LITTLETON — A woman sentenced to life in prison in connection with the 1988 killing of a Hampton man will not receive a hearing on her pardon request.
The state’s Executive Council voted unanimously Wednesday to reject Susan McLaughlin Cook’s petition for a hearing. It was the fifth time the council has denied her request.
"It's a serious crime, and she was convicted by her peers," Executive Councilor Russell Prescott said. "Those peers knew all the facts at the time, and I don't believe there's any new facts."
Cook, 67, is serving life in prison with no chance of parole for her part in the murder of Robert Cushing, 63, of Hampton. Robert McLaughlin Sr., her then-husband and a Hampton police officer, was convicted of killing Cushing with a shotgun on June 1, 1988, following a long-standing feud between the two men. Cook was convicted on Oct. 21, 1989, of accessory to murder, conspiracy to murder, and witness tampering. She drove a get-away car and later asked individuals “not to talk” about the case against her husband.
Cushing was the father of state Rep. Renny Cushing, D-Hampton, who declined to discuss the pardon request.
Cook, in seeking the hearing, has maintained that she herself was terrorized by McLaughlin when they were married and that she acted out of fear that he would kill her.
In a 2003 interview with the Hampton Union, Cook tried to explain why she did not try to stop her husband on the night of the murder, saying she feared for her life.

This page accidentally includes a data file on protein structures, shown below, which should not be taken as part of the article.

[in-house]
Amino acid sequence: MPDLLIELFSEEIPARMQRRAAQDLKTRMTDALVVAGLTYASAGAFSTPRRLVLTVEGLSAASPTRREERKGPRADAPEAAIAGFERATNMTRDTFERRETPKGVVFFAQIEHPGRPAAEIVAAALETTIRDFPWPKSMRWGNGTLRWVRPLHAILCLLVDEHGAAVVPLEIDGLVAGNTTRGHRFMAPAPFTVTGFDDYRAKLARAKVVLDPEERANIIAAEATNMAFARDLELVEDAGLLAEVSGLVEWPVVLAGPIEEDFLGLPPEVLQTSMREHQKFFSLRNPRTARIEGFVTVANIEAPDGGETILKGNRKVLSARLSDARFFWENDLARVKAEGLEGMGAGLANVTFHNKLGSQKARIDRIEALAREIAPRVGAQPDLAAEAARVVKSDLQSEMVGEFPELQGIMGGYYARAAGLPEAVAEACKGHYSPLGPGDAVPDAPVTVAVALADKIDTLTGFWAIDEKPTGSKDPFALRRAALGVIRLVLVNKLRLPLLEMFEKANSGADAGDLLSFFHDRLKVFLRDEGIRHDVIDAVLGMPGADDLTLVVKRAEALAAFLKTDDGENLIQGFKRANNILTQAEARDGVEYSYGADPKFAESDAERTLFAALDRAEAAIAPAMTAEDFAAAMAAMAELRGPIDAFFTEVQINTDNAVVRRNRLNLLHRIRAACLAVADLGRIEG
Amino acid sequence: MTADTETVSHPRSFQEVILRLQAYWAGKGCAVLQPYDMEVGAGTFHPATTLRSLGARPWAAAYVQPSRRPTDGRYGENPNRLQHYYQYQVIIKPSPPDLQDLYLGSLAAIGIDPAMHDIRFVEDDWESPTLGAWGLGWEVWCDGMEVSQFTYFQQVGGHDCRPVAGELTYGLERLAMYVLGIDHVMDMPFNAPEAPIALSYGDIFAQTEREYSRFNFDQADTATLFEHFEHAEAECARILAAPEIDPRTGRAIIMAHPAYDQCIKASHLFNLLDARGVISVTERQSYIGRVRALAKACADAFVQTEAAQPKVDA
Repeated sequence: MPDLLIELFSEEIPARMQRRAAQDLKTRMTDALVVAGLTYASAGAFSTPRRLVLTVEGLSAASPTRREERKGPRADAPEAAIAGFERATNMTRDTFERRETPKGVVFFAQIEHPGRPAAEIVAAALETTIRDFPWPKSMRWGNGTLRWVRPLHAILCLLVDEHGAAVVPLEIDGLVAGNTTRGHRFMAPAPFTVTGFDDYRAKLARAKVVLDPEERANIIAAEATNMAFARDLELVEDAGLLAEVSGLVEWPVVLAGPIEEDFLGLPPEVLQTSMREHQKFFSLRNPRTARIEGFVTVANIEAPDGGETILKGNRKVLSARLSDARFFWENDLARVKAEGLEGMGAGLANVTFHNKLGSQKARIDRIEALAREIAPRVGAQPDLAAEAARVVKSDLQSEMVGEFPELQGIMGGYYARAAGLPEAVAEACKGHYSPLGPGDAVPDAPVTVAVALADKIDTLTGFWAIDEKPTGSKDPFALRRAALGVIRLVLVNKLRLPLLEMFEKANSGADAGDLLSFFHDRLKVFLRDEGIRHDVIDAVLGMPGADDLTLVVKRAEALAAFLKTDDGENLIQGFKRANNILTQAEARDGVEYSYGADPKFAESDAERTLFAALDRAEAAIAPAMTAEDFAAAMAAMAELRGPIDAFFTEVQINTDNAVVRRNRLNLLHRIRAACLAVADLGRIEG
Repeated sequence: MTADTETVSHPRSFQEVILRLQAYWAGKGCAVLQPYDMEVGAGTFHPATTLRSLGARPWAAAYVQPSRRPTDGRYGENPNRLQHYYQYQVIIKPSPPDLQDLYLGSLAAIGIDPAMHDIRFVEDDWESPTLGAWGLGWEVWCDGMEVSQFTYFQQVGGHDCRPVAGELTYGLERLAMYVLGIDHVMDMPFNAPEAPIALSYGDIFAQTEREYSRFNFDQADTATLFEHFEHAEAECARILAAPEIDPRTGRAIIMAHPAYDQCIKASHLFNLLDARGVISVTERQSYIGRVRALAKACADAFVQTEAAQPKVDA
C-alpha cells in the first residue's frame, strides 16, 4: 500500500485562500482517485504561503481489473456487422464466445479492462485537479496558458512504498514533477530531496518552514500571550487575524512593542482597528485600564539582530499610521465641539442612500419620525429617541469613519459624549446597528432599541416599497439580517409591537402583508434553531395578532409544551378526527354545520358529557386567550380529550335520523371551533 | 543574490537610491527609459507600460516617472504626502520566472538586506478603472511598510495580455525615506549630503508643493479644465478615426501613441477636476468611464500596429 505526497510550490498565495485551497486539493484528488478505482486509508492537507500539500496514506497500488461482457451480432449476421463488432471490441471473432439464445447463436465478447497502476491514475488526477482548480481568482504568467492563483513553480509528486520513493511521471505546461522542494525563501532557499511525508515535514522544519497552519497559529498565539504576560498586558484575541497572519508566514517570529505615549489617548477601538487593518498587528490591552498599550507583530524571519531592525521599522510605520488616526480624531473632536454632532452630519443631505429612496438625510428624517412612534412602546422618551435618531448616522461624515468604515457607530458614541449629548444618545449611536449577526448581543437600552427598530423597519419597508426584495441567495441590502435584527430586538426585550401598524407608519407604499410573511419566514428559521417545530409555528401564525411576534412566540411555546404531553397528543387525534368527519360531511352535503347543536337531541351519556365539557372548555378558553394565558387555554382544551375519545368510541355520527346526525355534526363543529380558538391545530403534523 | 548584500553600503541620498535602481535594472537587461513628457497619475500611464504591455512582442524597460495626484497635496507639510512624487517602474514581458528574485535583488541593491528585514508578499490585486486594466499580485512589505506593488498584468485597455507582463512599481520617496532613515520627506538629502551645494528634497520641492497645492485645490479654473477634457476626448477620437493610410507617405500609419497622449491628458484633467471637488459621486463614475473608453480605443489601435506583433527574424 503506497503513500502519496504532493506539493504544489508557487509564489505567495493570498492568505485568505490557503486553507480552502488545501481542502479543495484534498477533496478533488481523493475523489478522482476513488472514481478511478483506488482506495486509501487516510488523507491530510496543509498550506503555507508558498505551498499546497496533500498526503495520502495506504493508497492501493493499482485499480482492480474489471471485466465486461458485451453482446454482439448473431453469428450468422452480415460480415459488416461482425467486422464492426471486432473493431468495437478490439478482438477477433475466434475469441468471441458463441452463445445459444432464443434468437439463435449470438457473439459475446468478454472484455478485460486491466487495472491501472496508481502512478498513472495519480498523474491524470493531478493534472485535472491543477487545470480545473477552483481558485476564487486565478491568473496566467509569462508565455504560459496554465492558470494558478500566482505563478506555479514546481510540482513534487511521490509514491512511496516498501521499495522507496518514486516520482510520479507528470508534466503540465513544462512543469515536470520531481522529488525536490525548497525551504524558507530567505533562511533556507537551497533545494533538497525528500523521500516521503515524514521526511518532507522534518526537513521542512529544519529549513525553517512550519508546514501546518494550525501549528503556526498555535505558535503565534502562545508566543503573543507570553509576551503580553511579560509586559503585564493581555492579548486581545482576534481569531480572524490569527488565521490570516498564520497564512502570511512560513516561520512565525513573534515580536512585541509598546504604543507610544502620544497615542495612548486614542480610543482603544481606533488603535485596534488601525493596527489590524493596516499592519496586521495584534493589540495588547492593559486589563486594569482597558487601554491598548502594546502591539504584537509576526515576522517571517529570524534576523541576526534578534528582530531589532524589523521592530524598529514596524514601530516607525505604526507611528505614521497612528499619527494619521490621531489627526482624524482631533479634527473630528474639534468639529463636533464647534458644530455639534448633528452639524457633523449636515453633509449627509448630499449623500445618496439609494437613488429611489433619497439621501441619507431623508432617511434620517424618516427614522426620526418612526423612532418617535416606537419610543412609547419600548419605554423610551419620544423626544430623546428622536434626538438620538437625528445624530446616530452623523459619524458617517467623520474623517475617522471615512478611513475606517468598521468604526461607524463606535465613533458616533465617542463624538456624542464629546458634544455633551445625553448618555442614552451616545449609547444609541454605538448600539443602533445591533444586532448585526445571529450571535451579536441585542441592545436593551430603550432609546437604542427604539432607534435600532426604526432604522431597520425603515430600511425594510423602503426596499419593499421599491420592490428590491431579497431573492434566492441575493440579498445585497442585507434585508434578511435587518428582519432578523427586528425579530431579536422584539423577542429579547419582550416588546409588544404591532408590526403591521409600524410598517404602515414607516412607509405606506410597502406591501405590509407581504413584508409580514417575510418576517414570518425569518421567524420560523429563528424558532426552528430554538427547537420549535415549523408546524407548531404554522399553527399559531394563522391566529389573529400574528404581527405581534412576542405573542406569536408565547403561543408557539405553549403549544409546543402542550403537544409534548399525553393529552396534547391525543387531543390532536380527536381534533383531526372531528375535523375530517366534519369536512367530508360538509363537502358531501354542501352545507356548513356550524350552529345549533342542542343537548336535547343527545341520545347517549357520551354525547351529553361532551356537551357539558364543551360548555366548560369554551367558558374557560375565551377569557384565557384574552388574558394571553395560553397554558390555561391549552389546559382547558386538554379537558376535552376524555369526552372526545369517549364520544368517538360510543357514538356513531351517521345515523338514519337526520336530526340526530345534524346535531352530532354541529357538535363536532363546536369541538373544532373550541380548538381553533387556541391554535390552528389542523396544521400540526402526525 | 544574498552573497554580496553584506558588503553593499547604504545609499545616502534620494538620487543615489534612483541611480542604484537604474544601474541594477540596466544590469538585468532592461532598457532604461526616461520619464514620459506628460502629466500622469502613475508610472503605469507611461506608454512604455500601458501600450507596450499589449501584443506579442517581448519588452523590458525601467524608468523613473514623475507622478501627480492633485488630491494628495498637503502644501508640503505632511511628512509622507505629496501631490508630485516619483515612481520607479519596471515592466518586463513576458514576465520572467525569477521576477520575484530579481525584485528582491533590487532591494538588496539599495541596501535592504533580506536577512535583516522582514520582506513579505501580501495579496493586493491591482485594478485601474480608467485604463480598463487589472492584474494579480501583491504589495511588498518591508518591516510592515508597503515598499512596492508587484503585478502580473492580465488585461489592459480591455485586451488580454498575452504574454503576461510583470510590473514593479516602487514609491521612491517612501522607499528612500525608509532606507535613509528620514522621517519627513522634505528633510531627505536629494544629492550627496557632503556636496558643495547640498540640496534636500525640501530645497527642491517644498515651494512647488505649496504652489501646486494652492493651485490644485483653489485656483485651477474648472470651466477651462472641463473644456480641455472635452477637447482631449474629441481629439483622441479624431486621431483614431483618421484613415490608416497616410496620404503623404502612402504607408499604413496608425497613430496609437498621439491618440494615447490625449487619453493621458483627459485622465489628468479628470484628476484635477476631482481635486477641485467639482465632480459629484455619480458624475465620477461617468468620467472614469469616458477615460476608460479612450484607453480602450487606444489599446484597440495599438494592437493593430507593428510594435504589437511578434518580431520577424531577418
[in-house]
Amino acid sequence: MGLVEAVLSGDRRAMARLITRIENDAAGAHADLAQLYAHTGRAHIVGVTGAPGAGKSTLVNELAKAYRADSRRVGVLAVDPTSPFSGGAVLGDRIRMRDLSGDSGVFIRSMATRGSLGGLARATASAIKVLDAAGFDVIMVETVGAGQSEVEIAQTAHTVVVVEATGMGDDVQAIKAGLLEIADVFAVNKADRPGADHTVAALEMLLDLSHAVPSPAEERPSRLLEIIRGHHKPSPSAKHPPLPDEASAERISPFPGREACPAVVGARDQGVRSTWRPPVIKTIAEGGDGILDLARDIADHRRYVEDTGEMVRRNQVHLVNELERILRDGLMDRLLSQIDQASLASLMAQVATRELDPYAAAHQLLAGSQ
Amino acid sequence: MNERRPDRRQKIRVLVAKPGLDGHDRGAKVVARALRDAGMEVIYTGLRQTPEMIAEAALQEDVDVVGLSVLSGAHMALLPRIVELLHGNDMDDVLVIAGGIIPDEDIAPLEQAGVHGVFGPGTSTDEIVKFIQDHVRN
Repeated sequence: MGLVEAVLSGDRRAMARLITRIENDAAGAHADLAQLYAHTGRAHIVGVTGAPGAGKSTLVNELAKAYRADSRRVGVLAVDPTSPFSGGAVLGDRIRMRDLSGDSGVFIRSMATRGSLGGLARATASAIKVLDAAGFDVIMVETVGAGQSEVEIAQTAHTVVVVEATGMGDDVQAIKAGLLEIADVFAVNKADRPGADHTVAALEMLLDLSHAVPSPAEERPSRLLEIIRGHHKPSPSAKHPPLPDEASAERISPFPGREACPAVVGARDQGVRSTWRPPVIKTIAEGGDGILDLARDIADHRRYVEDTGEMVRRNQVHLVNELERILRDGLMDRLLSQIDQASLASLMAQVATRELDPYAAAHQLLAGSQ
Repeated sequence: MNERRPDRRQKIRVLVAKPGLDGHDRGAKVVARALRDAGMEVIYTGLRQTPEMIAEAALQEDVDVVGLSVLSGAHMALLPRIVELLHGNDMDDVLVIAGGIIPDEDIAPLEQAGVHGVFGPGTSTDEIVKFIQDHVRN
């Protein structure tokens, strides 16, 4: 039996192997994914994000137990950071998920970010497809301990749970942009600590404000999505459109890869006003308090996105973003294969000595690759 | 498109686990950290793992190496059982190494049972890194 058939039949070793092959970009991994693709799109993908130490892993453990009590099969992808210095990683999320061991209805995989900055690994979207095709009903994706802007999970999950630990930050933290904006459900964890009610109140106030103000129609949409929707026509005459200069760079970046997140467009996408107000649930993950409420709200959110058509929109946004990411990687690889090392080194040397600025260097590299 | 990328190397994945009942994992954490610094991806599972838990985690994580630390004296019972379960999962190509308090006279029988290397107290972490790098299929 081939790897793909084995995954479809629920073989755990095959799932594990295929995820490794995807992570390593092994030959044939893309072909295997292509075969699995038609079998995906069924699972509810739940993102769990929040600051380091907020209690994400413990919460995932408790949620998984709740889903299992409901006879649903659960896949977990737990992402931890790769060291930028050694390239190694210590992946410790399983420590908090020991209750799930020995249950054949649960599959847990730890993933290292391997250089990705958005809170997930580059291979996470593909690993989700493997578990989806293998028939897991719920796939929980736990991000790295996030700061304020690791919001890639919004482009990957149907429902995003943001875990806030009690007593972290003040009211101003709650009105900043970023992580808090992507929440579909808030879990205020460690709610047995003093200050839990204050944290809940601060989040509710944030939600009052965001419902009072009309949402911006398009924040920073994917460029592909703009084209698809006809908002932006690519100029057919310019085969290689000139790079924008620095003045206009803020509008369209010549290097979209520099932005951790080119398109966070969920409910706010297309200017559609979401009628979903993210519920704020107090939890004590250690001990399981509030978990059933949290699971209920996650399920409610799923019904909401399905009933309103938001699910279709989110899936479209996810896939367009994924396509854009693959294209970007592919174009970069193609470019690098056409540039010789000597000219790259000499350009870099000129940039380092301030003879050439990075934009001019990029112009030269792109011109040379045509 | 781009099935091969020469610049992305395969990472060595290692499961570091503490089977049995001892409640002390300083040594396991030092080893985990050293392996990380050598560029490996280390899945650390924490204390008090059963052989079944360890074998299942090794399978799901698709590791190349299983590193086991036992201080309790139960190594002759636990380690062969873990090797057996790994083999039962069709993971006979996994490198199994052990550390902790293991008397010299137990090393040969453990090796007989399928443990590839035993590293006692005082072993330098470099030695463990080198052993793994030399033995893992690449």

“Have you ever been terrified? So afraid you couldn’t think straight? I was being terrorized by Bob, I didn’t have any way to escape. I didn’t think he’d actually kill Mr. Cushing, and I never called the police. In my mind the Hampton police surrounded him ... I never called the police because I thought they would tell him and he’d kill me.”
Jeffery A. Strelzin, the associate attorney general and director of the Division of Public Protection, recommended the council deny the request.
In a March 28 letter to the governor and council, Strelzin wrote “justice and the law demands that the terrible consequences suffered by Robert Cushing and his family be fully recognized by the criminal justice system. The petitioner’s (Cook’s) guilty verdicts and sentences do just that and should not be disturbed.”
Prescott said he trusted the attorney general's recommendation to reject Cook's hearing. He said the report pointed out that Cook has sought pardons before and has given different reasons for doing so each time.
"They contradict each other," said Prescott. "So it's difficult to get to a point where you think a person would be deserving of a pardon."
The motive for Cushing’s murder appeared to be a long-standing grudge held by McLaughlin after Cushing tried to get him fired for police brutality in 1976.
Court records show that McLaughlin implicated his wife as an accomplice in confessions he made to two people before turning himself in.
According to Cook’s unsuccessful appeal to the state Supreme Court, McLaughlin’s son recalled that “[Robert McLaughlin Sr.] was going to shoot [Cushing] and he didn’t care what happened to him, if he got caught for it or if he got killed. . . . And he went to [the defendant] and he told her about it, and she told him that he couldn’t do it like that, that he had to come up with a better idea, that he had to come up with a better plan. So she told him that they had to disguise themselves.
“And she got him to put on a disguise, and herself. And then . . . he went and got a shotgun; and [Cook]. . . walked out and got into the car . . . on the driver’s side. He got in on the passenger side. And [Cook] drove to this place where this man lived and parked the car, and my father got out and went out into the yard,” according to the appeal.